Conclusions
Ypsilon's PST-100 Mk.II is a full-function preamplifier that can drive most amplifiers in its passive mode, but can add a remarkably transparent, tube-based active stage when needed. It is beautifully and simply built using custom-designed transformers wound in-house, point-to-point wiring with custom-drawn silver wire, and hand-selected tubes designed for long, quiet, trouble-free use.

The PST-100 Mk.II is, as designer Demetris Backlavas modestly claims, "a fairly simple design." Simplicity can have definite benefits and equally definite costs—yet despite its minimalism, the PST-100 has no sonic or functional disadvantages that I could hear or experience. It seemed to add nothing to and subtract nothing from any signal it was fed. It didn't add noise or etch or edge, nor did it subtract transient clarity, dynamic slam, or frequency extremes. What it sounded like in active mode was the mythical straight wire with gain.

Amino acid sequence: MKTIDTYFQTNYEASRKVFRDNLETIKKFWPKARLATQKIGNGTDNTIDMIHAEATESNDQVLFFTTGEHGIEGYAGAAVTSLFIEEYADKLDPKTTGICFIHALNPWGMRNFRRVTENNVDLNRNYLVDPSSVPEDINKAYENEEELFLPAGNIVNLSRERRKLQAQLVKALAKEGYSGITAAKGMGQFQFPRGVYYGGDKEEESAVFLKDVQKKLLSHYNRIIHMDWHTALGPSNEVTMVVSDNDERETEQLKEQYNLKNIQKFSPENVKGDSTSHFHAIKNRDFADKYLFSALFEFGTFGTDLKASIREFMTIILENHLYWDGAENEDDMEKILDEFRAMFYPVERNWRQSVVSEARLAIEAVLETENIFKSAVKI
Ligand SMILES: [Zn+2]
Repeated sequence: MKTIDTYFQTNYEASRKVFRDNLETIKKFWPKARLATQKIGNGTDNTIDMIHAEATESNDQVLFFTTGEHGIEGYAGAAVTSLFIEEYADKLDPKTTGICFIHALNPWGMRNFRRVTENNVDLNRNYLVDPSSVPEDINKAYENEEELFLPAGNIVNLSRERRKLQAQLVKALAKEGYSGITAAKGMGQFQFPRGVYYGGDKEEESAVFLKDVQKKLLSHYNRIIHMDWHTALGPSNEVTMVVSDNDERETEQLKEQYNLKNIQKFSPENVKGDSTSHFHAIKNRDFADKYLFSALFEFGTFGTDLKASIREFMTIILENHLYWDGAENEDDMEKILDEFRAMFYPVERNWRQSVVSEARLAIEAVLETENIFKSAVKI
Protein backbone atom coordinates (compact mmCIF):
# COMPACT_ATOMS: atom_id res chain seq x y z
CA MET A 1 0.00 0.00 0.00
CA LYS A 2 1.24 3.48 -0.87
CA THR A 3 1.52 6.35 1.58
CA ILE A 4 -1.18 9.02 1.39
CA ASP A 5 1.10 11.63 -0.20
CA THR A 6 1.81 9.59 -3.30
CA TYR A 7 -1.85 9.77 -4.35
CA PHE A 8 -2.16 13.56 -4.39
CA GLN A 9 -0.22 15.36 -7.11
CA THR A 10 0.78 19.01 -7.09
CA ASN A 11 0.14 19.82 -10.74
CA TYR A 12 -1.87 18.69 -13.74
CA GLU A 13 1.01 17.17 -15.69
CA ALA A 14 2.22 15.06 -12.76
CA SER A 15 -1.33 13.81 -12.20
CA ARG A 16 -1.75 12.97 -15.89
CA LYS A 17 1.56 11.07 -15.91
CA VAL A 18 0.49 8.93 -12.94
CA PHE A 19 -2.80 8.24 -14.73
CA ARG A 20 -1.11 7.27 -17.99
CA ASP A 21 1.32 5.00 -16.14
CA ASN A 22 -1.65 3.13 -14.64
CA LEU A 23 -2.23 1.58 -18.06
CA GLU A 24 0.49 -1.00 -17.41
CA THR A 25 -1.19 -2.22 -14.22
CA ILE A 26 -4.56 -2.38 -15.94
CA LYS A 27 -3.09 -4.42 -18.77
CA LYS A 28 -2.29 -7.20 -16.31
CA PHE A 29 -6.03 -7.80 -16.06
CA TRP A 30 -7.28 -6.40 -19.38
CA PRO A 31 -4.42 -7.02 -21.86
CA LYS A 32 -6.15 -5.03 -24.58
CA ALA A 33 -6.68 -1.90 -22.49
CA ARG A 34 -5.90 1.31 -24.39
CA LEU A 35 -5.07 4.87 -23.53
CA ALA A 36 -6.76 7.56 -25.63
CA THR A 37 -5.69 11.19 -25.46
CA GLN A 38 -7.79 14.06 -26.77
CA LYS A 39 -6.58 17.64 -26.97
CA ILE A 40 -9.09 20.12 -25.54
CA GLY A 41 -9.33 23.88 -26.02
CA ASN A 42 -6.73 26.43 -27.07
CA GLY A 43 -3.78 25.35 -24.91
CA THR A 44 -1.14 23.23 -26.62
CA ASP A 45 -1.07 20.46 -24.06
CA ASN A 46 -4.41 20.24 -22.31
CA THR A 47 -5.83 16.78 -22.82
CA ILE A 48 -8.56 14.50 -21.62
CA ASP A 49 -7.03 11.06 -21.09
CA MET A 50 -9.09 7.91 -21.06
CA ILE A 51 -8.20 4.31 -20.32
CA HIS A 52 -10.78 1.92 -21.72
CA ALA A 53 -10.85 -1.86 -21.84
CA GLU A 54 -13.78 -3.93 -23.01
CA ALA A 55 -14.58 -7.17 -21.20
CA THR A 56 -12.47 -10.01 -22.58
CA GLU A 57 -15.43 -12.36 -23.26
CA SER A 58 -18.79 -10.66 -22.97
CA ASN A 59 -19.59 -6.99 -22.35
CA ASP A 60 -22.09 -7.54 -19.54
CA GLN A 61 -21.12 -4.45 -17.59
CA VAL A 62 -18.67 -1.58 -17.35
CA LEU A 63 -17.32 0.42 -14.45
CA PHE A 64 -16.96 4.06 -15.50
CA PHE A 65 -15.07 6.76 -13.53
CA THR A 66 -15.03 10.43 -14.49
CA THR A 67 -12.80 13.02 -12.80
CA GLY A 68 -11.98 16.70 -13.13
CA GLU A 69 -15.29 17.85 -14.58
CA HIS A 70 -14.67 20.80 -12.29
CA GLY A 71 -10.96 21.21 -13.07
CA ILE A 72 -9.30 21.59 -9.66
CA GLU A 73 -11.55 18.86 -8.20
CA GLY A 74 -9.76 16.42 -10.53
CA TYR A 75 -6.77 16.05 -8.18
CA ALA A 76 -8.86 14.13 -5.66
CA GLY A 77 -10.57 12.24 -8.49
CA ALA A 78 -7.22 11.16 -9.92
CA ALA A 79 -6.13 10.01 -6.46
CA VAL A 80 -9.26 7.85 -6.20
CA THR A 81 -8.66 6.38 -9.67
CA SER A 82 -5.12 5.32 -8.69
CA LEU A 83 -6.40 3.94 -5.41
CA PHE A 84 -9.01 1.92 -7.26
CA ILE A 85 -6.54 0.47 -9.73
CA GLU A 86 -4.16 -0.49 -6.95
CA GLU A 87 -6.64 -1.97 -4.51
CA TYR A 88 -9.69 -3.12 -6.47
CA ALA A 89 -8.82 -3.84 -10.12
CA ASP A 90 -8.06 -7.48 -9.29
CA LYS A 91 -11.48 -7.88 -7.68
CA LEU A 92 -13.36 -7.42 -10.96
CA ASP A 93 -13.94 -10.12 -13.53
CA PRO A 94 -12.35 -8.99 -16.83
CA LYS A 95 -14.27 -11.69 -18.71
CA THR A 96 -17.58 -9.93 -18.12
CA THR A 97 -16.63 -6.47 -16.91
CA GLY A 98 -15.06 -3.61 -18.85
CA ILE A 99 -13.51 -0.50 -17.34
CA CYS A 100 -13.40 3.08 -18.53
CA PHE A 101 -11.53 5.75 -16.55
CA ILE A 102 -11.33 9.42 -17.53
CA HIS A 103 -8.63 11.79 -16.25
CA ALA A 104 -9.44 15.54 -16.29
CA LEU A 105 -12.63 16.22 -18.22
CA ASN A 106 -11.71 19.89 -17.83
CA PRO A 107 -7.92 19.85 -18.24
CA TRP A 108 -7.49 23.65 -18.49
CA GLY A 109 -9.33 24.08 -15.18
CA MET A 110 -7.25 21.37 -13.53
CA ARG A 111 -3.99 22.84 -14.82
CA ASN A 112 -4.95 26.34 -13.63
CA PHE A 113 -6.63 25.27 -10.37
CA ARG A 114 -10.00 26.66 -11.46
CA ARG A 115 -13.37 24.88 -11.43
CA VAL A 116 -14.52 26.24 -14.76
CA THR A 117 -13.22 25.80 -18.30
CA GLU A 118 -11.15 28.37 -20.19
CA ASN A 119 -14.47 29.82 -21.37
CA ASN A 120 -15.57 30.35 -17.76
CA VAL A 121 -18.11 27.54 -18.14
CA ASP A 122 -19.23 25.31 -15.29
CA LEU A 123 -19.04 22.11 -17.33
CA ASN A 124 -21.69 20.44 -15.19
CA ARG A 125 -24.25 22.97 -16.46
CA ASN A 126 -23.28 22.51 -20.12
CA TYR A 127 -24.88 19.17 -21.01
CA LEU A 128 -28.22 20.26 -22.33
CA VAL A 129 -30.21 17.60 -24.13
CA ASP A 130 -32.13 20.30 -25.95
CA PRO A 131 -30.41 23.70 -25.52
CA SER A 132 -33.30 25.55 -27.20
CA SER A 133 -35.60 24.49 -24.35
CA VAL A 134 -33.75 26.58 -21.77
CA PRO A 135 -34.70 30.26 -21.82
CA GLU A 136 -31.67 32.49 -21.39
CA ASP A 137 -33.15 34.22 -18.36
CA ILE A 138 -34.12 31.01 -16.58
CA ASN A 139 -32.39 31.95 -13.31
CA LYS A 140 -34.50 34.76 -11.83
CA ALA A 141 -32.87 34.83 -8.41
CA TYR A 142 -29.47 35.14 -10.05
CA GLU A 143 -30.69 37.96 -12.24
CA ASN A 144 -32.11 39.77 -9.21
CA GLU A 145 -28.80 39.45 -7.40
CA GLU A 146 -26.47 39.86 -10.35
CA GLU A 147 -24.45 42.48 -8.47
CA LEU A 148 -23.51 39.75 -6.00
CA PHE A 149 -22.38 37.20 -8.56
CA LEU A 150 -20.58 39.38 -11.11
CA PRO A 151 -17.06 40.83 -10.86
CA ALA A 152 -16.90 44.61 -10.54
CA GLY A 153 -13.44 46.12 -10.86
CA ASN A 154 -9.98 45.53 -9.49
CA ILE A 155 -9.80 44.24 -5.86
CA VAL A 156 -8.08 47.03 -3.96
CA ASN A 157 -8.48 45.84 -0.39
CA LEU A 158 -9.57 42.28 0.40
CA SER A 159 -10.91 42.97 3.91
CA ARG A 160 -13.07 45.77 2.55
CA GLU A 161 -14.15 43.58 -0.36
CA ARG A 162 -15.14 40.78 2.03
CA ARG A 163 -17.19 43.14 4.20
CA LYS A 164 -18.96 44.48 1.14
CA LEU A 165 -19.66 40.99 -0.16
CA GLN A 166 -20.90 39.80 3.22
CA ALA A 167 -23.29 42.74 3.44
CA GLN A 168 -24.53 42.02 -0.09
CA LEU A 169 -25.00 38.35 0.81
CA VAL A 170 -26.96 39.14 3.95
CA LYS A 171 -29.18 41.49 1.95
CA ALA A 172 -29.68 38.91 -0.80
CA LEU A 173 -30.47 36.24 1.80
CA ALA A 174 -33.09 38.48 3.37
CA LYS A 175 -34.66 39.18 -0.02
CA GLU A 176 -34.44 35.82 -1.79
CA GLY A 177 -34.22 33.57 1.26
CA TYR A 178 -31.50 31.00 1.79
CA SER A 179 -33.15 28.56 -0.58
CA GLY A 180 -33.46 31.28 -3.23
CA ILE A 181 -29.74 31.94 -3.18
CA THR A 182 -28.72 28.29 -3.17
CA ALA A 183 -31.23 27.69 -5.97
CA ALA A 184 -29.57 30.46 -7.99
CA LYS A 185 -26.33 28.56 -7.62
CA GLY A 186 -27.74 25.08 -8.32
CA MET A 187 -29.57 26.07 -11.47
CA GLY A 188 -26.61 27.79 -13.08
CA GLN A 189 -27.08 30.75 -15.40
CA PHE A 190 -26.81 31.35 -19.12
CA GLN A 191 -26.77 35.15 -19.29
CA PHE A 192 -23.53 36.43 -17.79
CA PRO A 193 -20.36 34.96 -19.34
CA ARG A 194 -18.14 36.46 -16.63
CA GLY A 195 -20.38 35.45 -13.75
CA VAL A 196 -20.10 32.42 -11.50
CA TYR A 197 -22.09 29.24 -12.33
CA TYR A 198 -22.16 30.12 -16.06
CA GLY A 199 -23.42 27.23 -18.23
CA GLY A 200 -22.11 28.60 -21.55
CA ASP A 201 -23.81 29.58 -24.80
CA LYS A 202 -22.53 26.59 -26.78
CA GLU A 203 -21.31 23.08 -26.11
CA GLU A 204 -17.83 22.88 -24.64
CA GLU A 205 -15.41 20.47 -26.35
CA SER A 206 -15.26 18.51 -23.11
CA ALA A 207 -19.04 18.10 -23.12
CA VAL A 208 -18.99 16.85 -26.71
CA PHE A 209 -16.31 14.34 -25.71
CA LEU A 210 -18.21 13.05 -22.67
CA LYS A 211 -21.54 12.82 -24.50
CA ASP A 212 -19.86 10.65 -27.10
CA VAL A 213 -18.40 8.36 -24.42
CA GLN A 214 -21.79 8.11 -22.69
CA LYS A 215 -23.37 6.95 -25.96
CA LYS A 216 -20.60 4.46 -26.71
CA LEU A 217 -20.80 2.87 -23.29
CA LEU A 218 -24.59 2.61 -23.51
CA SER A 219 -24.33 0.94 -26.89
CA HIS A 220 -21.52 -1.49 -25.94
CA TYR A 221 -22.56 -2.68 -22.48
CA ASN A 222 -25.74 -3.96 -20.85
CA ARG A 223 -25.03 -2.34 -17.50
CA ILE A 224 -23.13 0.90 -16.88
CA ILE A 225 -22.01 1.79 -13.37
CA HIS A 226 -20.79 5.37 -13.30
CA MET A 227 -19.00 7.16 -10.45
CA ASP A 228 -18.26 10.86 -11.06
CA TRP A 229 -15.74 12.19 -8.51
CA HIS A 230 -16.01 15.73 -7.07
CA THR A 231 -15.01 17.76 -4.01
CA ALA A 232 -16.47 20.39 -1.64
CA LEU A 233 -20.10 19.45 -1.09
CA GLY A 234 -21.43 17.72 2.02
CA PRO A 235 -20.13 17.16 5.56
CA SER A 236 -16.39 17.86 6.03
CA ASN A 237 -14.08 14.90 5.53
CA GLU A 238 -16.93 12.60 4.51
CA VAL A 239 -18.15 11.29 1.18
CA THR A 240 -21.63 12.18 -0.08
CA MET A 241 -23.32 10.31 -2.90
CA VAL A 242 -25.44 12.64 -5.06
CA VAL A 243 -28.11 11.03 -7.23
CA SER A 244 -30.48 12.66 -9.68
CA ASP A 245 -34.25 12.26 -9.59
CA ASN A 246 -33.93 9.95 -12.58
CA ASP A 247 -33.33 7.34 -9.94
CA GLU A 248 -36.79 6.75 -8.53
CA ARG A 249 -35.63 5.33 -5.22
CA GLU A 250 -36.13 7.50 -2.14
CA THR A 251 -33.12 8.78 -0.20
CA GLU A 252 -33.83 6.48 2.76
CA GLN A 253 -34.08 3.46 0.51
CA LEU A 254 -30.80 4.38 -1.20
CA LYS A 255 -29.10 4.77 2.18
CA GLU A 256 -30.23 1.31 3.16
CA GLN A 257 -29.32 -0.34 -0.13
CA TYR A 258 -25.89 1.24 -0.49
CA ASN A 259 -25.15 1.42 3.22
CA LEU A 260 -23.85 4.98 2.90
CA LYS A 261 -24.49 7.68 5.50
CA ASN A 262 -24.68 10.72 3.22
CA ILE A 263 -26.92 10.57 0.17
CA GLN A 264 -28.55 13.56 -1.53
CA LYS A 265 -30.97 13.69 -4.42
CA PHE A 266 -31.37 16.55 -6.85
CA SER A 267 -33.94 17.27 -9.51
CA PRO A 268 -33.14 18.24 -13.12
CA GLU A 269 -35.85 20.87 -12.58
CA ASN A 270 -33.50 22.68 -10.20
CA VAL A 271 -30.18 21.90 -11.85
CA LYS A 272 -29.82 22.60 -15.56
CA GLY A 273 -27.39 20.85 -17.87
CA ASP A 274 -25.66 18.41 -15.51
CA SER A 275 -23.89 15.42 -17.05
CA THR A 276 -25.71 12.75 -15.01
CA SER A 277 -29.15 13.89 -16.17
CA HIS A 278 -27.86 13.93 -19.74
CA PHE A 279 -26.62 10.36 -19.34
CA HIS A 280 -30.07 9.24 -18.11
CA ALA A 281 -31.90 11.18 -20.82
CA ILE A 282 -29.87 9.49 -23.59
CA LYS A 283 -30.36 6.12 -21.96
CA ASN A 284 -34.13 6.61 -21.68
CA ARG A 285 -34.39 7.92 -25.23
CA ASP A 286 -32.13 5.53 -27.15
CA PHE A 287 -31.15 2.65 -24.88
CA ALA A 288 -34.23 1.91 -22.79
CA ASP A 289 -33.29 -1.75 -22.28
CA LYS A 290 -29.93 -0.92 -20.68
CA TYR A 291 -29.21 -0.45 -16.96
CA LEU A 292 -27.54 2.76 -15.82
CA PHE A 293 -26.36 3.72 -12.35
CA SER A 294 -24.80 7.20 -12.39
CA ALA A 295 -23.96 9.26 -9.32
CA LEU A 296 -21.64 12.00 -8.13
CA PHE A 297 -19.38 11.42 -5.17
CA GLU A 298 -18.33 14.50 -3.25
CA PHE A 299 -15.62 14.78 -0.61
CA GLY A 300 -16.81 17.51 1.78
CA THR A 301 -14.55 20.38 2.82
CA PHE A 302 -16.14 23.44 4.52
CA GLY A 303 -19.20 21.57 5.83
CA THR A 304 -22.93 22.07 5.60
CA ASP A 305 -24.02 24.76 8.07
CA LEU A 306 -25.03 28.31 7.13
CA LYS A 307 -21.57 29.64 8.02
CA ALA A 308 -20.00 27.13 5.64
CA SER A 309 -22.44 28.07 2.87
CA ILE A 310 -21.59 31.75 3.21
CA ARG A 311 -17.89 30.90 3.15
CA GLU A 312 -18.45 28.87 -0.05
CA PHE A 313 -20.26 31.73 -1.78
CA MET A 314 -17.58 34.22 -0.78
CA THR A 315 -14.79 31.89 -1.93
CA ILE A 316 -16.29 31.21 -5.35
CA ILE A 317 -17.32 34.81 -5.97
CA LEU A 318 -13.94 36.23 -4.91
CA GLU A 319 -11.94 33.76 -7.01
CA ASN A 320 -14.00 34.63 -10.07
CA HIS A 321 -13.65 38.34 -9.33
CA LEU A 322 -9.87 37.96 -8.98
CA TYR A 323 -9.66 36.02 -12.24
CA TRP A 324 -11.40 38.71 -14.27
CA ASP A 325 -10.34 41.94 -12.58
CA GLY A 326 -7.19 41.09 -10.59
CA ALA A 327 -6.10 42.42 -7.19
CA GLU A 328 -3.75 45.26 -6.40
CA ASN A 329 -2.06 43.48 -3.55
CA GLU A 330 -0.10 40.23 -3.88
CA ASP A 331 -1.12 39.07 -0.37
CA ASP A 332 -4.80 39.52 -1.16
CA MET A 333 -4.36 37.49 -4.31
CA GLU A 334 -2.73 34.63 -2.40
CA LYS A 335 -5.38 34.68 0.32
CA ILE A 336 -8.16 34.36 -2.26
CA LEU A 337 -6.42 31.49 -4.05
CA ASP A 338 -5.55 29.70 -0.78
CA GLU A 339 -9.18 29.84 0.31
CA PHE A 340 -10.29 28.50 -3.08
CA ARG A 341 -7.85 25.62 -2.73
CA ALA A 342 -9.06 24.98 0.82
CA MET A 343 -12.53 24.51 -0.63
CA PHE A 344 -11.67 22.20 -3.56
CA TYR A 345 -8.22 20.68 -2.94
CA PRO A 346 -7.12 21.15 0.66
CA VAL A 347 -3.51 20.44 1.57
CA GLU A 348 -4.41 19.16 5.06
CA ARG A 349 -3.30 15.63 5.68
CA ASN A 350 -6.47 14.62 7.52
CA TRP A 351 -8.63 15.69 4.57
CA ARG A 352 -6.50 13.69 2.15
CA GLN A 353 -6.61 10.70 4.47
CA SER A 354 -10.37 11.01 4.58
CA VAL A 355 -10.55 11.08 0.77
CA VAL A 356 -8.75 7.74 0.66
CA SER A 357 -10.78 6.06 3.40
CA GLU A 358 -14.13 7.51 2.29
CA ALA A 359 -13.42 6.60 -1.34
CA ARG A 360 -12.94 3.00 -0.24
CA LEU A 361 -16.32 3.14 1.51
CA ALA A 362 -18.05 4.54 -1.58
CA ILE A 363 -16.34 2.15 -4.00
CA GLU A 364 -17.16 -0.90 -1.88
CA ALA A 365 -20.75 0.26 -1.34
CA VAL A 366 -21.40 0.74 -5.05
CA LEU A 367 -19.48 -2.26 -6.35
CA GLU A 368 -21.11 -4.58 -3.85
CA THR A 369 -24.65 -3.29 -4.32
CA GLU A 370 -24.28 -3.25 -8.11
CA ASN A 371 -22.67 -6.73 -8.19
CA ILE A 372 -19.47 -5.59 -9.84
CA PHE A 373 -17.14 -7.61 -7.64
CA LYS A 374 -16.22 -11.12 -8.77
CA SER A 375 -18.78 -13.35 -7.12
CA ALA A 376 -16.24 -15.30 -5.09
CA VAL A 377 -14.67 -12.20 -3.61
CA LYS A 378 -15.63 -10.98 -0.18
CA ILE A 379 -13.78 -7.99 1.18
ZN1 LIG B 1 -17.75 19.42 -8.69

The preamp's six inputs should be enough for most audio enthusiasts, and its Tape Out is a useful addition for recording to any format. In the interests of sonic purity and circuit simplicity, the PST-100 Mk.II lacks a Mono switch or a Balance control—but if you're interested in maximizing transparency and accurate-to-the-source pass-through with attenuation and no resistors in the signal path, the Ypsilon PST-100 Mk.II is the best preamplifier I have ever heard.

At $37,000, the PST-100 Mk.II is very expensive; but given how it's made and how it sounds, and assuming you can afford it, it's well worth the money. For now, the Ypsilon PST-100 Mk.II is the most transparent and, therefore, the most perfect audio component I have ever heard—or not heard.

Company Info
Ypsilon Electronics, Y8 AG
US distributor: Aaudio Imports
4871 Raintree Drive
Parker, CO 80134
(720) 851-2525
Article Contents
Share | |
Site Map / Direct Links